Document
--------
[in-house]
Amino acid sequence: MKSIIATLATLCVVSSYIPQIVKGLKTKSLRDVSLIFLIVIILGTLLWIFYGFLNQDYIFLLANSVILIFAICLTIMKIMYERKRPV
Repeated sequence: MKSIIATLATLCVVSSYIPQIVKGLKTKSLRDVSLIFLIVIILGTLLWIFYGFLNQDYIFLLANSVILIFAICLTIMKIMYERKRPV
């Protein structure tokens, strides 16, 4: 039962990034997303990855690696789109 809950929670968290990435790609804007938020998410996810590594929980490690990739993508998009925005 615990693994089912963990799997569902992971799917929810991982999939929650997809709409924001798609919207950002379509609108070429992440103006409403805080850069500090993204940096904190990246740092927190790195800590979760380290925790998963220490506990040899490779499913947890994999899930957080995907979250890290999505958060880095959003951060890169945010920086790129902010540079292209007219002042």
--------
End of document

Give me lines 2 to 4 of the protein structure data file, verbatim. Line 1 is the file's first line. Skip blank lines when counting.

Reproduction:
Amino acid sequence: MKSIIATLATLCVVSSYIPQIVKGLKTKSLRDVSLIFLIVIILGTLLWIFYGFLNQDYIFLLANSVILIFAICLTIMKIMYERKRPV
Repeated sequence: MKSIIATLATLCVVSSYIPQIVKGLKTKSLRDVSLIFLIVIILGTLLWIFYGFLNQDYIFLLANSVILIFAICLTIMKIMYERKRPV
């Protein structure tokens, strides 16, 4: 039962990034997303990855690696789109 809950929670968290990435790609804007938020998410996810590594929980490690990739993508998009925005 615990693994089912963990799997569902992971799917929810991982999939929650997809709409924001798609919207950002379509609108070429992440103006409403805080850069500090993204940096904190990246740092927190790195800590979760380290925790998963220490506990040899490779499913947890994999899930957080995907979250890290999505958060880095959003951060890169945010920086790129902010540079292209007219002042």